The next day again John was standing with two of his disciples, and he looked at Jesus as He walked by and said, "Behold, the Lamb of God!" The two disciples heard him say this, and they followed Jesus. Jesus turned and saw them following and said to them, "What are you seeking?" And they said to him, "Rabbi" (which means Teacher), "where are You staying?" John 1:35-38
The other day I saw a beauty pageant on TV. I can't remember if it was Miss World, Universe or Galaxy.
The contest isn't important. What is important is the question one of the contestants was asked. There was a slight moment of panic on her face before she answered the question: "What do you really want?" With a grand smile she said, "I want to see peace between all nations of the earth and everybody to get along like they liked each other." Hers was an admirable answer, which was sure to score her some major points.
There is only one difficulty: she probably wasn't telling the truth. If you asked that miss, or any of the other misses for a really honest answer, it probably would sound something like, "Are you serious? Look, I've dieted so long my stomach thinks my throat's been cut; every muscle in my body has been exercised to painful tautness; I've been smiling till my gums hurt; I've been walking around for days in four-inch heels, and now I'm standing before the world in a swim suit. What do you think I want? I want to win this contest."
Well, none of those ladies would say that, and probably none of them would say, "What do I want most of all? I pray that everyone would know Jesus Christ as their personal Lord and Savior from sin." That's not the kind of answer the judges -- or much of the world -- wants to hear.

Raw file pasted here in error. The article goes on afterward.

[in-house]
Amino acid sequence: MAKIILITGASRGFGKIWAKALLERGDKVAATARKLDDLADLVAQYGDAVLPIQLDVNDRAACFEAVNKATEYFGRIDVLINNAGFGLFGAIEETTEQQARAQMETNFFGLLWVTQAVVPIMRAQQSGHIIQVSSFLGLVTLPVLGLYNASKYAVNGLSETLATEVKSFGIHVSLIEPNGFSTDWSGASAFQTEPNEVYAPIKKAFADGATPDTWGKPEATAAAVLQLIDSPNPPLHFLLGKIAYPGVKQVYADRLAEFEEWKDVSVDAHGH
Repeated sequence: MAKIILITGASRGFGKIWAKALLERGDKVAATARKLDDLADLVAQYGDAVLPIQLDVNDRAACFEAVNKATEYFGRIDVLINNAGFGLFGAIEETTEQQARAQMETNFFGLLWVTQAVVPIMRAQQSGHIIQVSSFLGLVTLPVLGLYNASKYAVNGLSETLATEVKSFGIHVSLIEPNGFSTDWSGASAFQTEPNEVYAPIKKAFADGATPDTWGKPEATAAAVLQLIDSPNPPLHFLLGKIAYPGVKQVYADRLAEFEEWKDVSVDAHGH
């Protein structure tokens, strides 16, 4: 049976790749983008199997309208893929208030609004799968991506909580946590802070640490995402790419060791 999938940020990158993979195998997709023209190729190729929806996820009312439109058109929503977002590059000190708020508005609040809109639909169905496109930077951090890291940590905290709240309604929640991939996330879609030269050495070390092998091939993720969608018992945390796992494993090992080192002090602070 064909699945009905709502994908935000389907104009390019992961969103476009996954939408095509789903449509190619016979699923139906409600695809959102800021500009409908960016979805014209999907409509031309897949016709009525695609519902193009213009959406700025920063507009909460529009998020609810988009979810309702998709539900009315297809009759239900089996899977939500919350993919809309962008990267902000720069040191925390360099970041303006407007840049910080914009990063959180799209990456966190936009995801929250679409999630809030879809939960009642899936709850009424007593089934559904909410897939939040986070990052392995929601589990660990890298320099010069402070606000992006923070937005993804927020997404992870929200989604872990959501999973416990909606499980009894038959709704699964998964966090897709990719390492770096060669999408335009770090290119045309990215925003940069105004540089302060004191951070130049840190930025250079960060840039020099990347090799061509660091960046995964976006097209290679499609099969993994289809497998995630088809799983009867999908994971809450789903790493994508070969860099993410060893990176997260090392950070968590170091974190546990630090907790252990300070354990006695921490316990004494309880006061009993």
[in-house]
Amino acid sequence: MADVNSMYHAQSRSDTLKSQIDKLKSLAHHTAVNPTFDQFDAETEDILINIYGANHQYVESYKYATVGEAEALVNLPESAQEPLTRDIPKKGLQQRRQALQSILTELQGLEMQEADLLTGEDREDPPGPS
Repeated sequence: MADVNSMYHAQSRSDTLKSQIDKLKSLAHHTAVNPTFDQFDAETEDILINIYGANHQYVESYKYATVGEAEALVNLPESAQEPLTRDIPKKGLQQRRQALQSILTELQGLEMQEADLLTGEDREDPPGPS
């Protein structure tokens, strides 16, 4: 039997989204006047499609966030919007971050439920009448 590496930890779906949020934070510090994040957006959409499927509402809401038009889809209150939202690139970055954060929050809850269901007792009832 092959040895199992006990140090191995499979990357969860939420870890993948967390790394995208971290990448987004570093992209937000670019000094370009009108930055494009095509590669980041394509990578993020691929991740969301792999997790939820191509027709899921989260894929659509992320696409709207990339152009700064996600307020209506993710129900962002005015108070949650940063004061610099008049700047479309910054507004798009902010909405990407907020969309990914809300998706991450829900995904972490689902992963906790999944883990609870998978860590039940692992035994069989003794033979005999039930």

Still, that ought be the right answer for everyone who has been called to faith in Jesus.
So, let me ask, "What do you want? I mean what do you really want? If I had a machine that could show on a television screen everything you were thinking, what item would show up as an answer to that question? Are you searching for love, or security, or to be recognized as someone special? Are you hoping to pay some bills, or get the kids through college, or figure out an answer for some nagging problem? Would I see a need for forgiveness of some past sin that never really seems to go away?
What do you want? Is it personal? Possibly you have someone in the military who is stationed far away. It's possible that what you want is to have a family reunion at which that loved one is brought home. Maybe you want your first-grader not to be bullied, or to be given an effective medicine for someone you love who is sick?
What do you want? Understand, the question does call for an answer.
Almost 2,000 years ago, Jesus showed up at the Jordan and the Baptizer identified Him as "the Lamb of God who takes away the sins of the world" (see John 1:29). With such an endorsement, it's not surprising that two of John's disciples began to tag along behind the Savior. It didn't take too long before Jesus turned to them and said, "What are you seeking?"
To their credit, John's disciples were moved to say they wanted to follow the Christ.
Since that day hundreds of millions of others have been brought to faith in the Savior who gave His life so all who believe on Him would be forgiven of their sins, freed from the Law's condemnation, and promised a sure and certain home in heaven. It is a course for which they, and we, will give eternal thanks.
THE PRAYER: Dear Lord, send Your Holy Spirit upon this sinful world so today's doubters, deniers, skeptics and cynics may see the wonders of Your grace and blood-bought salvation. Further, having seen, let them believe. This I ask in the Name of my Savior. Amen.
In Christ I remain His servant and yours,
Pastor Ken Klaus
Speaker emeritus of The Lutheran Hour®
Lutheran Hour Ministries